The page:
Podcast Transcript

Speaker 1: A Walk and I played that show with my dad at fifteen and that was for the three thousand people, and that was that was just a spiritual experience where, you know, I just thought that if this is what it feels like to be in tavern every day, this is how I want to feel, because I had never felt anything like that in my life. And you know, to be able to play next to my dad, you know, it’s just like, wow, this is something I’ve never experienced.

Speaker 2: Welcome to the Taking a Walk Podcast, the podcast where your host Buzznight talks with musicians and gets the insight scoop on moments in music history. On this virtual episode, the greatest female drummer of all time, Sheila E, joins Buzz Night. Sheila has new music and talks about the creation of it, and she also dips back into her career talking about the greatest night in pop, the recording of We Are the World, and also her career with Prince. Here’s Buzz Night and Sheila E on Taking a Walk.

Speaker 3: Hi, Sheila, it’s so nice to have you on my Taking a Walk podcast.

Speaker 1: Thank you nice to be here.

Speaker 3: We would like to be in person taking a Walk, but we’ll accept virtual now where are you at this moment.

Speaker 1: I’m in Los Angeles, tremendous.

Speaker 3: Well, I want to congratulate you on your new project, which we want to talk about. It sounds so exciting with the legendary Gloria Estefan, two legends, Sheila E and Gloria. Are you excited about the project?

Speaker 1: Beyond excited? I’m beyond excited. This project has taken me almost two years to finish, and I’m just so honored to be able to do this. I mean literally, because I think this is probably one of the best albums I’ve done. With the help of Tony Sukar who co produced this record with me, and he did an incredible job getting the musicians together and the arrangements and it’s just amazing what he’s done. So I’m really excited about this project. I mean, this is something that’s been on the back burner for a very long time up to now. It’s taken a while, but a lot of people can’t believe it’s my first ever sols the record, but it is because I’ve done so many records and there’s tons of music that I have, but this is something really special and true to my heart that it took a lot to do, so we’re excited about it.

Speaker 3: Tell me about the collapseative process that took shape here for this project.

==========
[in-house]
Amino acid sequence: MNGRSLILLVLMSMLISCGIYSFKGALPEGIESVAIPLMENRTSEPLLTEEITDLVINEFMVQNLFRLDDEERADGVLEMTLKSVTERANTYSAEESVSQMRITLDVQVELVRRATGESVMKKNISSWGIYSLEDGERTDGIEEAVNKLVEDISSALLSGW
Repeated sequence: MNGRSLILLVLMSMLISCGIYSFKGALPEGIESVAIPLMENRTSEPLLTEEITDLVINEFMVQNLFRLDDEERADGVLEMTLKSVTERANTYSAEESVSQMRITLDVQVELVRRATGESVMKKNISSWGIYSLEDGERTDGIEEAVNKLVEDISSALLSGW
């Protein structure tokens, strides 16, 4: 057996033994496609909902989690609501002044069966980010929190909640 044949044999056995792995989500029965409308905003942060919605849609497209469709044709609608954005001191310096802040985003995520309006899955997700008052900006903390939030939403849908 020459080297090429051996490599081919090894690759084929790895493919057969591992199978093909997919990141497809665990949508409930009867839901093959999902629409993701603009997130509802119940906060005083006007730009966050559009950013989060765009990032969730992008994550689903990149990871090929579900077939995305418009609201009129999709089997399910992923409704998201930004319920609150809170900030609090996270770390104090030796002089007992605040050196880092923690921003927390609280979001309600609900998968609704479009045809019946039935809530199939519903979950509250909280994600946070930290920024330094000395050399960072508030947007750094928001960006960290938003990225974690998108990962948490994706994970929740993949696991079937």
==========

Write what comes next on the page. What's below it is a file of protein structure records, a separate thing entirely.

Speaker 2: Yeah.

Speaker 1: So, Tony Sukar I met many, many years ago and he was doing a project Assaults, a tribute to Michael Jackson for PBS. I was like, oh my god, the arrangements and the musicians. I said, if I do a salsa record, I want to do it with you. And that’s how it started. Then two years later with Biden. Then finally we got together two years later after that and and here we are now. But the collaborative effort on doing this project. I kind of knew what I wanted to do in a sense as far as doing a couple of cover songs, I only wanted to do maybe three, and those three songs were people that were very influential in in my life, which was cell You Cruz and that is this next single called Bembacoloda that features Gloria Stefan and Mimi Sukar. The other song that I did was Tito Puente song called El Rey del timbald and that was with Hiberto Santa rosa amazing singer, and he came and did that song with me. And then the last cover song was is called Anacona by us Chelle Feliciano and like Finial All Stars That Vibe and Ruben Blade saying that song. It’s just been amazing to be able to have these artists like this on this record because they’re the ones that are still doing this music and this music. I want the young people to understand what this music is about and the richness of it as and the culture in the community that comes with this music. And it’s just amazing to be able to represent the people in the community with this music. So it’s very firing and humbling at the same time.

Speaker 3: Can I tell you something, Sheila, When you speak Spanish, it puts a smile on my face.

Speaker 1: Oh, thank you so much. I’m still learning.